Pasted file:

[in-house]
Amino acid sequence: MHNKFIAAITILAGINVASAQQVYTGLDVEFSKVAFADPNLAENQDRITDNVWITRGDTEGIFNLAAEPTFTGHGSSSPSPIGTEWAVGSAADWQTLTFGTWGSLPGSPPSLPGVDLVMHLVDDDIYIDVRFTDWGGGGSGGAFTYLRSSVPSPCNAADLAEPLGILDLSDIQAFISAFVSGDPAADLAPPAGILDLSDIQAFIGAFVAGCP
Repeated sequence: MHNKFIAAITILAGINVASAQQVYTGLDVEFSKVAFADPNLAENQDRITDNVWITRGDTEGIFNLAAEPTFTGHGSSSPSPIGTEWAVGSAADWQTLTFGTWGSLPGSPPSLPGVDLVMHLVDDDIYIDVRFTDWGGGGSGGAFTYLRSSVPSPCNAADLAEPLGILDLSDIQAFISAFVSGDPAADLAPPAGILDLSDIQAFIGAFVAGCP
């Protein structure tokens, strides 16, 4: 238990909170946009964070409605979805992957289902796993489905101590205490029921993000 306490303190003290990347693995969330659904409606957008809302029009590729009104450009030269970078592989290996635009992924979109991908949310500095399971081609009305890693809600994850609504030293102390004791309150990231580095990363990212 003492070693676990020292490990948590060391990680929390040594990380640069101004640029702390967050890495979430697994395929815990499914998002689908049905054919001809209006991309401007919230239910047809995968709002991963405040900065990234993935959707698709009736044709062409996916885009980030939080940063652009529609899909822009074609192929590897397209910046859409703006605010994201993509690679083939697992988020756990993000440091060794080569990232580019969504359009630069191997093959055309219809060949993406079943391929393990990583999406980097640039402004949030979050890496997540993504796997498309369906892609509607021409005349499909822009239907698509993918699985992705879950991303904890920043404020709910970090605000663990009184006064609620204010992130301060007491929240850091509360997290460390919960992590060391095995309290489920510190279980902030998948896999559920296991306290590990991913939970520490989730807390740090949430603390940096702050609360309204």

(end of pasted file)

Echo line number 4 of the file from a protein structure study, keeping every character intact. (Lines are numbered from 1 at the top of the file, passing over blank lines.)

């Protein structure tokens, strides 16, 4: 238990909170946009964070409605979805992957289902796993489905101590205490029921993000 306490303190003290990347693995969330659904409606957008809302029009590729009104450009030269970078592989290996635009992924979109991908949310500095399971081609009305890693809600994850609504030293102390004791309150990231580095990363990212 003492070693676990020292490990948590060391990680929390040594990380640069101004640029702390967050890495979430697994395929815990499914998002689908049905054919001809209006991309401007919230239910047809995968709002991963405040900065990234993935959707698709009736044709062409996916885009980030939080940063652009529609899909822009074609192929590897397209910046859409703006605010994201993509690679083939697992988020756990993000440091060794080569990232580019969504359009630069191997093959055309219809060949993406079943391929393990990583999406980097640039402004949030979050890496997540993504796997498309369906892609509607021409005349499909822009239907698509993918699985992705879950991303904890920043404020709910970090605000663990009184006064609620204010992130301060007491929240850091509360997290460390919960992590060391095995309290489920510190279980902030998948896999559920296991306290590990991913939970520490989730807390740090949430603390940096702050609360309204």